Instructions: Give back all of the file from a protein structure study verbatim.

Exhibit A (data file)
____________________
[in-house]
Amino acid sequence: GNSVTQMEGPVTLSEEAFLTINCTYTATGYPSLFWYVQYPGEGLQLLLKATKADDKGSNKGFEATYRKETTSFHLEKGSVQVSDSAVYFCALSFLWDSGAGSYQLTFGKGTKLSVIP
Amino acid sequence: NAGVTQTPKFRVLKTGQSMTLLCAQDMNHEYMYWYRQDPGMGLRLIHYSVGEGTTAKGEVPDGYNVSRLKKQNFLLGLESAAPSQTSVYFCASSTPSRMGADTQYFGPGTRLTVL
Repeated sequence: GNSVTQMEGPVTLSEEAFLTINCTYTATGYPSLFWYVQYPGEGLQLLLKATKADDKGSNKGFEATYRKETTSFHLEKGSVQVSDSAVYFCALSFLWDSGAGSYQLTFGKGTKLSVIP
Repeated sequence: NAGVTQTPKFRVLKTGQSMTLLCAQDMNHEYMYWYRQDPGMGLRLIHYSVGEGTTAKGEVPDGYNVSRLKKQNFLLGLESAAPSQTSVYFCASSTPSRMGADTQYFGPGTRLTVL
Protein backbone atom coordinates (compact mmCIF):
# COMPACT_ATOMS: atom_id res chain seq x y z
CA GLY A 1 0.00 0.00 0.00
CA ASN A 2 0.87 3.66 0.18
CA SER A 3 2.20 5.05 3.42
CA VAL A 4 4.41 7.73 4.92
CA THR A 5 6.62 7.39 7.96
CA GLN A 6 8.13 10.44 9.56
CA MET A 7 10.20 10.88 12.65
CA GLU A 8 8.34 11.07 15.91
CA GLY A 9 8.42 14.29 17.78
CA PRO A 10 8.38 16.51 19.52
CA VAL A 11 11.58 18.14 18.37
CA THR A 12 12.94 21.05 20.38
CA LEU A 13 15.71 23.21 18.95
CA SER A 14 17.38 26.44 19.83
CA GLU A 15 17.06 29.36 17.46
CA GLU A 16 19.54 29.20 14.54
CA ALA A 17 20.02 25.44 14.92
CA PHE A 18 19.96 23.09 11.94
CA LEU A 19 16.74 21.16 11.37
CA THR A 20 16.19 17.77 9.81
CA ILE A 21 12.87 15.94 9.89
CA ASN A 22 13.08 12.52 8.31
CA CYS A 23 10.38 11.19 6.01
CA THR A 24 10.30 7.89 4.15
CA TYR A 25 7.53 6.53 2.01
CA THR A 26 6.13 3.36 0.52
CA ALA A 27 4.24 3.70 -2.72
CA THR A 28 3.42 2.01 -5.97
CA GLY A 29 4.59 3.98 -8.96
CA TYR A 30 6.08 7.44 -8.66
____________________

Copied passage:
[in-house]
Amino acid sequence: GNSVTQMEGPVTLSEEAFLTINCTYTATGYPSLFWYVQYPGEGLQLLLKATKADDKGSNKGFEATYRKETTSFHLEKGSVQVSDSAVYFCALSFLWDSGAGSYQLTFGKGTKLSVIP
Amino acid sequence: NAGVTQTPKFRVLKTGQSMTLLCAQDMNHEYMYWYRQDPGMGLRLIHYSVGEGTTAKGEVPDGYNVSRLKKQNFLLGLESAAPSQTSVYFCASSTPSRMGADTQYFGPGTRLTVL
Repeated sequence: GNSVTQMEGPVTLSEEAFLTINCTYTATGYPSLFWYVQYPGEGLQLLLKATKADDKGSNKGFEATYRKETTSFHLEKGSVQVSDSAVYFCALSFLWDSGAGSYQLTFGKGTKLSVIP
Repeated sequence: NAGVTQTPKFRVLKTGQSMTLLCAQDMNHEYMYWYRQDPGMGLRLIHYSVGEGTTAKGEVPDGYNVSRLKKQNFLLGLESAAPSQTSVYFCASSTPSRMGADTQYFGPGTRLTVL
Protein backbone atom coordinates (compact mmCIF):
# COMPACT_ATOMS: atom_id res chain seq x y z
CA GLY A 1 0.00 0.00 0.00
CA ASN A 2 0.87 3.66 0.18
CA SER A 3 2.20 5.05 3.42
CA VAL A 4 4.41 7.73 4.92
CA THR A 5 6.62 7.39 7.96
CA GLN A 6 8.13 10.44 9.56
CA MET A 7 10.20 10.88 12.65
CA GLU A 8 8.34 11.07 15.91
CA GLY A 9 8.42 14.29 17.78
CA PRO A 10 8.38 16.51 19.52
CA VAL A 11 11.58 18.14 18.37
CA THR A 12 12.94 21.05 20.38
CA LEU A 13 15.71 23.21 18.95
CA SER A 14 17.38 26.44 19.83
CA GLU A 15 17.06 29.36 17.46
CA GLU A 16 19.54 29.20 14.54
CA ALA A 17 20.02 25.44 14.92
CA PHE A 18 19.96 23.09 11.94
CA LEU A 19 16.74 21.16 11.37
CA THR A 20 16.19 17.77 9.81
CA ILE A 21 12.87 15.94 9.89
CA ASN A 22 13.08 12.52 8.31
CA CYS A 23 10.38 11.19 6.01
CA THR A 24 10.30 7.89 4.15
CA TYR A 25 7.53 6.53 2.01
CA THR A 26 6.13 3.36 0.52
CA ALA A 27 4.24 3.70 -2.72
CA THR A 28 3.42 2.01 -5.97
CA GLY A 29 4.59 3.98 -8.96
CA TYR A 30 6.08 7.44 -8.66